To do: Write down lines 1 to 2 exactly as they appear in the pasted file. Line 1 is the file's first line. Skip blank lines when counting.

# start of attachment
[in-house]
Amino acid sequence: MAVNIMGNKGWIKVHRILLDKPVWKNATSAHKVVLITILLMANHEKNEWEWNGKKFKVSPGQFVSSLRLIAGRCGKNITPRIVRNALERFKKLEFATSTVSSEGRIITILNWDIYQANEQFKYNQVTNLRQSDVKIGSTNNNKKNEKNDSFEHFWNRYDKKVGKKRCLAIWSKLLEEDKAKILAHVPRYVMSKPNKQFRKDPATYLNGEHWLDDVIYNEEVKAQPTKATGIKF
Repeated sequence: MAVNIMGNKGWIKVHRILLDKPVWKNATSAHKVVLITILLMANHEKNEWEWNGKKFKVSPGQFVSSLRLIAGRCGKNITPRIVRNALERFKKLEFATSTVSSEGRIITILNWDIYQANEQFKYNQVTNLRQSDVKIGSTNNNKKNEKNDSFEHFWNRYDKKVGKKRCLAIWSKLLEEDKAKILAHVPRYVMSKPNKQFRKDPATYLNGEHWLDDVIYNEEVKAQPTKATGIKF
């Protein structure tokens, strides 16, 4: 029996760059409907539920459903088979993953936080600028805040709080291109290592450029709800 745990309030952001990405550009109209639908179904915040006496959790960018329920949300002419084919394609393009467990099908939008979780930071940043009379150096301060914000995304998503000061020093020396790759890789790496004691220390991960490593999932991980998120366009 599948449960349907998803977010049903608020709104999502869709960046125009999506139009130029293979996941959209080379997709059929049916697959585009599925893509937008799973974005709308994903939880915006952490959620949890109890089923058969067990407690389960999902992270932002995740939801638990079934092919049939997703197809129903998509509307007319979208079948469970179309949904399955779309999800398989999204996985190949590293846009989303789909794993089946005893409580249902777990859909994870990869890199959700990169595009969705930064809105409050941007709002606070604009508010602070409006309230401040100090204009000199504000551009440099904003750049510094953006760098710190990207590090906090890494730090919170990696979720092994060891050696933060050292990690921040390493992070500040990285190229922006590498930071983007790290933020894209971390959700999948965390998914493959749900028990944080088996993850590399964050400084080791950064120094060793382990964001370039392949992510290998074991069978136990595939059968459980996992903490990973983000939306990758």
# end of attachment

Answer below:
[in-house]
Amino acid sequence: MAVNIMGNKGWIKVHRILLDKPVWKNATSAHKVVLITILLMANHEKNEWEWNGKKFKVSPGQFVSSLRLIAGRCGKNITPRIVRNALERFKKLEFATSTVSSEGRIITILNWDIYQANEQFKYNQVTNLRQSDVKIGSTNNNKKNEKNDSFEHFWNRYDKKVGKKRCLAIWSKLLEEDKAKILAHVPRYVMSKPNKQFRKDPATYLNGEHWLDDVIYNEEVKAQPTKATGIKF